Amish Indiana Buggy Farmland TransportatioIn August, I decided that I needed a break! My son suggested I go to a spa. I truly wanted to go where I’d never been before and told him that one of my goals was to visit Amish country, (visit their website). Everything that I had read about the civilization seemed inviting and I thought that I would benefit from the relaxing style and simplicity of being about their simple and relaxing culture.

Bird in Hand is a rural village with a population of 300 people but the area is a major drawing card for tourists. In actuality, Pennsylvania boosts earning $1.8 billion each year in tourism, most which can be attributed to summer guests in Amish communities.

1. Religion – Like most groups, the Amish left Europe because of religious persecution. It must have been quite an adventure to leave their homes and families so as to travel to the new land of America with the hope of securing freedom for their beliefs.
2. Community – There are not many Amish groups in Canada. They primarily live in Ontario, Ohio, Pennsylvania and Indiana. Although they live in single-family houses and on family farms, they are extremely close knit.
3. Self-support – They collaborate and share their work, religion and social activities with others in the area. They do not vote or believe in insurance but rather meet the needs of the vulnerable without external support.
4. Rules – Every community has specific rules which their baptized members must follow. None of them use electricity, technology or vehicles in their lives. Though they are a branch of the Mennonites who tend to focus more on the Bible, the Amish tend to concentrate on rules made in their districts which are enforced by their preferred Bishops.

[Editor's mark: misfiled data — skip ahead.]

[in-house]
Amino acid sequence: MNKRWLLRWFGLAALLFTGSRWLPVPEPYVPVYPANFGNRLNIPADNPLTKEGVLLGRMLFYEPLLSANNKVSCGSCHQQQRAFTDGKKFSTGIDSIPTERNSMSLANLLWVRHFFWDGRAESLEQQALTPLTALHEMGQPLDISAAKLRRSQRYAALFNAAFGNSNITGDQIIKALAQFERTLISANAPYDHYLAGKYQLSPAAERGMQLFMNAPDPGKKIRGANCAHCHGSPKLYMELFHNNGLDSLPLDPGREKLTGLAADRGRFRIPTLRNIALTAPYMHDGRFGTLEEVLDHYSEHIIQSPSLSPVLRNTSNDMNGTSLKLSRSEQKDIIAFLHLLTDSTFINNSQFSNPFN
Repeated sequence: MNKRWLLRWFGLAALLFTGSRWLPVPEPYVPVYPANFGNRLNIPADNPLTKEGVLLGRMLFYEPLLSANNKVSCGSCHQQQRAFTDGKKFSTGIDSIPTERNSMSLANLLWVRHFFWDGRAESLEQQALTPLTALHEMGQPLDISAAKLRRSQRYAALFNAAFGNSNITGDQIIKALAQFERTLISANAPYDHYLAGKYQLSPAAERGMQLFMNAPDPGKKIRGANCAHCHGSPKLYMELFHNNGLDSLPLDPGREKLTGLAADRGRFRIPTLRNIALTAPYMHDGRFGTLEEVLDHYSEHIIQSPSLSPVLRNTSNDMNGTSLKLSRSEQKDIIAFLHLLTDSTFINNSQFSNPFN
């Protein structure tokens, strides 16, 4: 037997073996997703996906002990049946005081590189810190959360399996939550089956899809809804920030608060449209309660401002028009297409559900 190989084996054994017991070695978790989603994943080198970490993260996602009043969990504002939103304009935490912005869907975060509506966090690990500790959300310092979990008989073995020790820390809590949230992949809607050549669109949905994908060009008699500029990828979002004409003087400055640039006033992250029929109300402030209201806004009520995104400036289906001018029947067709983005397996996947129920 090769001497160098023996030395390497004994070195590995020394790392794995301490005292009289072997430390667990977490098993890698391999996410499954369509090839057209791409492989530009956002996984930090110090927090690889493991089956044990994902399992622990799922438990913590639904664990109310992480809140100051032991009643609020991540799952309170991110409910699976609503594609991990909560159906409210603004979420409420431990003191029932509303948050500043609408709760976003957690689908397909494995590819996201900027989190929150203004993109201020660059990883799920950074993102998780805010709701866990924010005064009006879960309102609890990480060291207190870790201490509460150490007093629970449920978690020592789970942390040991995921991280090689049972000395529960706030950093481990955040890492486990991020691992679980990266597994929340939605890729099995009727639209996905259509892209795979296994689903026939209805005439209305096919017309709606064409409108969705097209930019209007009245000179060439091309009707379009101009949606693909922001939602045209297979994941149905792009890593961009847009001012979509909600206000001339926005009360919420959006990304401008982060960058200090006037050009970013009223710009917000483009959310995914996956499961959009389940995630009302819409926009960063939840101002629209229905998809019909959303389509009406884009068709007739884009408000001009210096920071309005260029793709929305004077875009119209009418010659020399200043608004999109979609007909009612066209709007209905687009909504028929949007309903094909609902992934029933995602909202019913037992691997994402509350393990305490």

5. Family – Children are viewed as a gift from God. Consequently, families are big and frequently include six or more siblings who are close in age. Relatives usually live within buggy-drive space so there is inter-generational contact.
6. Language – Th

e Amish speak Pennsylvania Dutch in the home. Their kids don’t learn English until they start school which they attend until they’ve reached the grade eight level.

7. Living off the Land – In the past, Amish were primarily farmers who believed in hard work where fields were tilled and crops harvested using horses. Corn, soybeans, tobacco, and cauliflower in addition to garden produce attracted income but currently only twenty per cent of the Amish have farming as their principal source of income. Some have moved from their original homesteads to areas where tourism isn’t as prevalent in order to protect their distinctive identity.
8. Skills – The Amish are experts at finding niches and filling them. Today, many have businesses that sell their lovely handmade furniture, garden sheds, quilts, and meals.
9. Simplicity – The Amish foster humility and this is evidenced in their unadorned homes, uniformity of dress and patterns. Lovely!
10. Forgiveness – The Amish strongly believe and practice the belief that the person who doesn’t forgive is the person who suffers. From bir

th they are taught that God forgave them and they are to do the same without question. That doesn’t mean that they don’t feel powerful emotions like anger, hurt or grief. They do, but let go of resentment and bitterness quickly and find it hard to understand that others may not understand that this is simply common sense.

The Amish are not perfect! They are human. They don’t like the notion that some”Englishers” have had an inaccurate and negative impression of them through movies and television.

Staying in an Amish community has given me some insight into how they might have remained so consistent and loyal to their values for over three hundred years while all of the world around them has changed!


About the Amish

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